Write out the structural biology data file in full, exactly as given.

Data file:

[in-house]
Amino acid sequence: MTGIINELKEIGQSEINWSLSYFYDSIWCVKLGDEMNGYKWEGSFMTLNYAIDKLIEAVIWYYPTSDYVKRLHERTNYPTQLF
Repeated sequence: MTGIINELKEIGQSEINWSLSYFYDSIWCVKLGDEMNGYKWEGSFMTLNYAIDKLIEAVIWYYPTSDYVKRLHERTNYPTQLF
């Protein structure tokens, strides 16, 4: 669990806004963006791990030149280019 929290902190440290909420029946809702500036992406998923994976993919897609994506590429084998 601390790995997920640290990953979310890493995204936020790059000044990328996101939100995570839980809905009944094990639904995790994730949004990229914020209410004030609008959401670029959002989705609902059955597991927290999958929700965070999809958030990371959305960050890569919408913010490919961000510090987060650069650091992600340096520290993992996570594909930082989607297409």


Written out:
[in-house]
Amino acid sequence: MTGIINELKEIGQSEINWSLSYFYDSIWCVKLGDEMNGYKWEGSFMTLNYAIDKLIEAVIWYYPTSDYVKRLHERTNYPTQLF
Repeated sequence: MTGIINELKEIGQSEINWSLSYFYDSIWCVKLGDEMNGYKWEGSFMTLNYAIDKLIEAVIWYYPTSDYVKRLHERTNYPTQLF
């Protein structure tokens, strides 16, 4: 669990806004963006791990030149280019 929290902190440290909420029946809702500036992406998923994976993919897609994506590429084998 601390790995997920640290990953979310890493995204936020790059000044990328996101939100995570839980809905009944094990639904995790994730949004990229914020209410004030609008959401670029959002989705609902059955597991927290999958929700965070999809958030990371959305960050890569919408913010490919961000510090987060650069650091992600340096520290993992996570594909930082989607297409």